Missile Strike on IS Permissible Under Int'l Law

Missile Strike on IS Permissible Under Int'l LawMissile Strike on IS Permissible Under Int'l Law

The Islamic Revolution Guards Corps recently launched missile strikes against positions of the Islamic State terror group in Syria' Deir al Zour province.

The firing of the missiles was the first in about 30 years outside Iran's own territory. ICANA in a recent article explored the legality of the move in accordance with international law.

On June 18 the IRGC fired six mid-ranged ground-to-ground missiles on IS "meeting and command centers" in what it said was retaliation for the twin terrorist attacks on Iran's parliament and the mausoleum of Imam Khomeini in Tehran 11 days earlier that left 18 people dead and wounded more than 50 others.

As a matter of international law, UN Resolution 2254, passed unanimously in December 2015, calls on all member states "to prevent and suppress terrorist acts committed specifically by Islamic State in Iraq and Levant" and " eradicate the safe haven they have established over significant parts of Syria." It also says the ceasefire envisaged for Syria "will not apply to offensive or defensive actions against these individuals and groups."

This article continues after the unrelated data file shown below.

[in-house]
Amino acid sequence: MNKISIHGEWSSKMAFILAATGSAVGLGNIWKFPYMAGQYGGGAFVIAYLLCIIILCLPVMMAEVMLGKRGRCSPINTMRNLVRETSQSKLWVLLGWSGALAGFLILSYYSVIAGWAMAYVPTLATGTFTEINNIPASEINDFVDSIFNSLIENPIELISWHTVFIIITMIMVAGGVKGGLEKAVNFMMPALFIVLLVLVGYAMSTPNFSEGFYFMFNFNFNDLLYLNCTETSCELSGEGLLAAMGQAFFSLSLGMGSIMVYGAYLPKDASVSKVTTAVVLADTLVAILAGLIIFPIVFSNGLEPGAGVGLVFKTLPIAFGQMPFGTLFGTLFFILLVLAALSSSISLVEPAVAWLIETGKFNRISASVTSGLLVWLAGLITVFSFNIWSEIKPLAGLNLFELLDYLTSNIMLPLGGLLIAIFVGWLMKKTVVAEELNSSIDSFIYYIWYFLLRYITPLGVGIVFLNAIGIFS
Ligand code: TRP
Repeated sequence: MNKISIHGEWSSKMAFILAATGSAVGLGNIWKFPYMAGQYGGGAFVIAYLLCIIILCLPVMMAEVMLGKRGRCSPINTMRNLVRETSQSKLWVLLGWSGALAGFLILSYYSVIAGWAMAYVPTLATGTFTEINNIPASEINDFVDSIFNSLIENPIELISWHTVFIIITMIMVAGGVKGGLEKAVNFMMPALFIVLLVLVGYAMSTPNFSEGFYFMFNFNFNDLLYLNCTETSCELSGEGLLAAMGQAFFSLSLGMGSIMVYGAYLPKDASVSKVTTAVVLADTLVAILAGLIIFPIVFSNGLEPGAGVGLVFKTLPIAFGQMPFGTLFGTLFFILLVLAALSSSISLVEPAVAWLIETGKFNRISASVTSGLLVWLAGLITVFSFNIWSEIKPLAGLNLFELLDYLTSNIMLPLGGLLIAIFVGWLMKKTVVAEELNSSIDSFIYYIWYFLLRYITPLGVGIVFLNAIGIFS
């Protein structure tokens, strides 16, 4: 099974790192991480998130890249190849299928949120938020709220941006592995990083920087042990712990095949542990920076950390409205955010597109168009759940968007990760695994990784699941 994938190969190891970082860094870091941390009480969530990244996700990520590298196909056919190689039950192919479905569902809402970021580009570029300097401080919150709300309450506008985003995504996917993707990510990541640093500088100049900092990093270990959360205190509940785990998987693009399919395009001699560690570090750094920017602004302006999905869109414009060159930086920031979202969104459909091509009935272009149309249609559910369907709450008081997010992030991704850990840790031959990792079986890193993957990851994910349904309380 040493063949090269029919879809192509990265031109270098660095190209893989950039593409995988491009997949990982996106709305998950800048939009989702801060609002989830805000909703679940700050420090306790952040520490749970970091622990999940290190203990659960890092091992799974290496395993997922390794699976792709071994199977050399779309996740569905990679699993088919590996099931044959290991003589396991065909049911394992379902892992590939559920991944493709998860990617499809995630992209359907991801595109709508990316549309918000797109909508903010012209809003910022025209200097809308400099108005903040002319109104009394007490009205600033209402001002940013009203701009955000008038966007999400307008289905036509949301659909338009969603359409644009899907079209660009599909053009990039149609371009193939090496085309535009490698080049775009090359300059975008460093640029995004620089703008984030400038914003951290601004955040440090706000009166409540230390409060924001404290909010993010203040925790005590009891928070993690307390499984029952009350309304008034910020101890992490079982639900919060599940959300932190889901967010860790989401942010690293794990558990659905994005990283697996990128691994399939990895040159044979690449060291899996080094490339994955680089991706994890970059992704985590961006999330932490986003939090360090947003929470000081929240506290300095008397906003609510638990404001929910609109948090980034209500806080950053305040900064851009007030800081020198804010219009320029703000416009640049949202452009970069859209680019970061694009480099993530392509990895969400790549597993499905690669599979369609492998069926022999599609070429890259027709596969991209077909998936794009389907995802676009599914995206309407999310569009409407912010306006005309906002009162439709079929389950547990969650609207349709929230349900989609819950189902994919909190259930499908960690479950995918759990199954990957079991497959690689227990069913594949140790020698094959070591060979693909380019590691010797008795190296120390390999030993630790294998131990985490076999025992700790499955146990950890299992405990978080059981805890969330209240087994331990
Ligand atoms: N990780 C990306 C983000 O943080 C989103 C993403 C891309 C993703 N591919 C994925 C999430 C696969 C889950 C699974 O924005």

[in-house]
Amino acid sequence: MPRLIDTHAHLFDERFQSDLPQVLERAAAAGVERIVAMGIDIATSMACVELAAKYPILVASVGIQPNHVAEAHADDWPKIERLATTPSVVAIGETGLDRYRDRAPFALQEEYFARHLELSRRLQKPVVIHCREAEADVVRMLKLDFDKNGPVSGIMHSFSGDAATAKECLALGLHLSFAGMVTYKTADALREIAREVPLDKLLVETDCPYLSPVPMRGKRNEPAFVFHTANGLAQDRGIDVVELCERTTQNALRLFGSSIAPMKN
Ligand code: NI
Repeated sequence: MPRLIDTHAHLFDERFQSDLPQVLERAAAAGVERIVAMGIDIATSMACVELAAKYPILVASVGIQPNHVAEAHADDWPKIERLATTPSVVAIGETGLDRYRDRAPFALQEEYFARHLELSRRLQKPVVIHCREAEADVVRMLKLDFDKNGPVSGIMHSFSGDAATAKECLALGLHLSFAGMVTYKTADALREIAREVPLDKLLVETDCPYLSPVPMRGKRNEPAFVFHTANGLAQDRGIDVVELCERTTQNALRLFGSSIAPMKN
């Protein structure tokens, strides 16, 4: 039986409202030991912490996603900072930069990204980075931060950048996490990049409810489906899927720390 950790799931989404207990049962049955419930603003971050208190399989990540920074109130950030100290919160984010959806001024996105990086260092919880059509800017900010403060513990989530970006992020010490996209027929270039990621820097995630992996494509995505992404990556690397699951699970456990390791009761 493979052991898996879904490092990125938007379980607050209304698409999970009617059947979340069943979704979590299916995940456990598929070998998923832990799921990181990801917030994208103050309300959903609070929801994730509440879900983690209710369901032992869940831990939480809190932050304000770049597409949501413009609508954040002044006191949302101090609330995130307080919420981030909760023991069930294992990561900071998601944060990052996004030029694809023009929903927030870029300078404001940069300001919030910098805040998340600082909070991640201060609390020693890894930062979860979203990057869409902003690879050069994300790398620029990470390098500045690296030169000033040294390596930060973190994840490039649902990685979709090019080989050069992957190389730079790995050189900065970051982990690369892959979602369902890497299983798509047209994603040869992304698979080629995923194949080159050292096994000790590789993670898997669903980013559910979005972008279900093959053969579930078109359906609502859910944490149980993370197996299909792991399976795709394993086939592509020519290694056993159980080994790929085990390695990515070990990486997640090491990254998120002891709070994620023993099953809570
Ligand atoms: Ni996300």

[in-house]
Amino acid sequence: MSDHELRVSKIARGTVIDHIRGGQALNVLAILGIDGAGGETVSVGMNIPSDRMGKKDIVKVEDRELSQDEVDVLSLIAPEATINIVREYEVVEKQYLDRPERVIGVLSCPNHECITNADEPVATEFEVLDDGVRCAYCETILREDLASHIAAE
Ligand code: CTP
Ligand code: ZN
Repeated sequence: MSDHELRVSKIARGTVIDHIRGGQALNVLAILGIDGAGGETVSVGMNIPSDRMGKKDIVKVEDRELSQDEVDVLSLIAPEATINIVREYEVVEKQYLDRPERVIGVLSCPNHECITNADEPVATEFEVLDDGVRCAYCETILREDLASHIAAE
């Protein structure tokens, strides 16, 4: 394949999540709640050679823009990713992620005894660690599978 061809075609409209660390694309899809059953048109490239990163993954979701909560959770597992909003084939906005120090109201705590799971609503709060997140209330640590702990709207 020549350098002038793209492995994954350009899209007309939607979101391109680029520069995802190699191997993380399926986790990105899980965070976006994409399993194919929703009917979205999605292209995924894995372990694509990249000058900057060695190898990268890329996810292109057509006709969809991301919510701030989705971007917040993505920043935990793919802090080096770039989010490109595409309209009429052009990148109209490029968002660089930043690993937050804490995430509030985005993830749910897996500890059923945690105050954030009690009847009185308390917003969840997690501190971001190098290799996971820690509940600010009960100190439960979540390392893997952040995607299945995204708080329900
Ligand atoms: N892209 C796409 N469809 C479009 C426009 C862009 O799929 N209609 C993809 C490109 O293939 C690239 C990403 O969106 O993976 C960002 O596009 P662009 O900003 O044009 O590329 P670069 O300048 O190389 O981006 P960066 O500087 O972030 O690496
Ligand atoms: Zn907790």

The resolution came one week after IS terrorists claimed attacks in Paris where 130 people were killed and 350 others were injured. At the time, the then French president Francois Hollande called the attacks "an act of war", vowing to avenge the massacre.

  Legal Precedent

Following the attack, France stepped up its military engagement against the terrorist group and dispatched its aircraft carrier Charles de Gaulle to the Mediterranean Sea to aid airstrikes on IS in Syria and Iraq.

This can set a legal precedent for the authority that gives Iran mandate to strike IS positions in Syria.

In addition, Article 51 of the UN Charter recognizes "the inherent right of individual or collective self-defense if an armed attack occurs against a member of the United Nations."

It should be noted that the US and the UK have cited the same article in the past for their invasion of Afghanistan in retaliation for the 9/11 attacks.

"These forces have now been employed in exercise of the inherent right of individual and collective self-defense, recognized in Article 51, following the terrorist outrage of September 11, to avert the continuing threat of attacks from the same source," read the UK notification to the UN at the time.

Unlike the US and other European countries, who have grown so accustomed to striking Syria without the consent of its government, Iran's military involvement in Syria has always been on behalf of its government.

Iranian officials have said Damascus had been informed prior to the attack.


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